The Tools of the Graphics Design Trade, and Why Some Things Never Change

The more things change, the more they stay the same–or so it seems, at least in the graphics design trade. I know. That seems like a strange observation in a field where designers are replacing their pencils for styli. It is true that the world of graphics design is radically different on a superficial level. But once you scratch beneath the surface, you will find the real tools of the trade to be remarkably unchanged:


Trade a pencil for a stylus, and you are still holding a long, narrow, likely cylindrical tool for drawing sketches on some type of pad. Whether on a paper pad or an iPad, it is still a pad that holds your graphical ideas. It hardly matters if the medium is graphite and trees, or glass and silicon.
What has changed are the number and types of threats about which a designer has to worry. Before, the biggest threat was that someone may try to steel your work. Now, the bad guys can use your work to steel information from other people.

Since 2002, we’ve known that common image files could be used as viruses and malware. Today, the methods are even more sophisticated. While many designers use a Mac, which is generally free of viruses, some types of threats can still get through. That is why antivirus software for Mac devices is becoming more and more important, as it protects users during online browsing sessions and even safeguards social media accounts.

You still could use help:

  • Blocking dangerous websites
  • Protecting your privacy on Google+, Facebook, Twitter, and LinkedIn
  • Ensuring safe surfing for the whole family

Macs and iDevices make great tools for designers, but still need to be used with security in mind. The most insecure component of any system is always the user.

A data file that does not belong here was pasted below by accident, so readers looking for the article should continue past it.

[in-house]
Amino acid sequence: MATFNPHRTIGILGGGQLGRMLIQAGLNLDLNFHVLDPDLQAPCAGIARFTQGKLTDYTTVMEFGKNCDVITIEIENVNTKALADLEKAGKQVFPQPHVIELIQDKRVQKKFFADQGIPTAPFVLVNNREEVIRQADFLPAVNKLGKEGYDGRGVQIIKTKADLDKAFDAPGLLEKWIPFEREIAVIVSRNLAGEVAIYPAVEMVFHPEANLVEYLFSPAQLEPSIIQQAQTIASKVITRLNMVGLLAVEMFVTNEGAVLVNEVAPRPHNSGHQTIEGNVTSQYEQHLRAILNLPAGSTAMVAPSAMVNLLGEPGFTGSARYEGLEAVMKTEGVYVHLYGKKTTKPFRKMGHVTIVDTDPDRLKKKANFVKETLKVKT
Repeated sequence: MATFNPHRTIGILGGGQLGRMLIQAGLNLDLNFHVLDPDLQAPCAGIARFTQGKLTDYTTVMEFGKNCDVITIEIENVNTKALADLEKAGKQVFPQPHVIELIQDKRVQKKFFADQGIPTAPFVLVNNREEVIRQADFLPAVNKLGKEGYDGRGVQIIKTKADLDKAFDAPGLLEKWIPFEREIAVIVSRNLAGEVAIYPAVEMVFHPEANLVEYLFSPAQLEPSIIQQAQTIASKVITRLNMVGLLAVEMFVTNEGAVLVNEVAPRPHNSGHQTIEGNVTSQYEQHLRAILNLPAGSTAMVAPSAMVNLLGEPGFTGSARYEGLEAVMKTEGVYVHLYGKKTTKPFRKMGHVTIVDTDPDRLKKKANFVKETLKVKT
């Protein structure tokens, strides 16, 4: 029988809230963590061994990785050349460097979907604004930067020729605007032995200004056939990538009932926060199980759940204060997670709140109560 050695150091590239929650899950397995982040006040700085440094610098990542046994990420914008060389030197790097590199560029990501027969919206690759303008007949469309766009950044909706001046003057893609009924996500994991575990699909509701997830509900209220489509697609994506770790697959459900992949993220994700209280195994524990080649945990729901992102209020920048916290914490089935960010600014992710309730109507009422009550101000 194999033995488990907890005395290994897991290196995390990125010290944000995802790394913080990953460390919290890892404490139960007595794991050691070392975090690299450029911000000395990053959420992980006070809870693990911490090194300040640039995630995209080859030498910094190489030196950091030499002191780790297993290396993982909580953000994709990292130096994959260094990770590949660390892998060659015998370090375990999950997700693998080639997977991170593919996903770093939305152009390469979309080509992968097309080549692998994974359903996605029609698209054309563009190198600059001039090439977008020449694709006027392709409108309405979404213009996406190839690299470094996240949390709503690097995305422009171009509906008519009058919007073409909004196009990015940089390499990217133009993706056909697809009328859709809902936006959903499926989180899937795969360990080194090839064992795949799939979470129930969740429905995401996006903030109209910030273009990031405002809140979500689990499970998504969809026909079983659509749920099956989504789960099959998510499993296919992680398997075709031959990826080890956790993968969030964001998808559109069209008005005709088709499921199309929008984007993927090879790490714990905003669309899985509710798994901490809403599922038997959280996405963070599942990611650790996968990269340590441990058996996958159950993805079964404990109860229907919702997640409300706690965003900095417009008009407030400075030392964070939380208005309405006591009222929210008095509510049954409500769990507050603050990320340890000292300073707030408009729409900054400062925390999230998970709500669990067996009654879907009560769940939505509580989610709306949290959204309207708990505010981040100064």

Every designer knows about Photoshop, even if they don’t personally like it. Like Excel for office workers, almost every designer has to use it in some capacity, even if they do not use the advanced features. Photoshop is a staple of the design world.

This expensive and intimidating piece of software, among other things, lets artists alter images, even to the point of removing parts of an image from its setting for use in an different context. Love it or hate it, due to its ubiquity in the design world, you kind of have to have a passing familiarity with it.
But photoshopping (in the generic sense) is not new. It is as old a scissors. Ever sense we have been able to capture images, we have had the ability to manipulate them.

Since long before computers, when it came to pictures, seeing was not believing. Our tools may be more advanced. We can definitely create better illusions, and better cover our tracks after doing so. But enhancing images to make the bold and beautiful even bolder and more beautiful is as old as film. Maybe older.

A Designer’s Eye

At the end of the day, none of the high-tech tools and gadgets mean a thing if you do not have a designer’s eye. Style is hard to define. Good taste is even harder. Yet there are those who have the eye for it, and those who don’t. If you don’t, none of the photoshop running iPads will turn you into a great graphics designer.

Just consider the world of logos. Some, like the golden arches of McDonalds, are instant classics. A good designer recognizes it for the graphical goldmine that it is, and has always been. PayPal as a company, seems to be taking a more hit-or-miss approach to design.

iPads, Surfaces, and Cintiqs are all fine devices. Just remember, it is not the device being used that matters, but the designer that’s using it.

These articles are formulated deep within the Creativeoverflow compound. Picked by hand and posted by the team over at HQ. They usually comprise of new releases, news, opinions, questions, giveaways, freebies and more.

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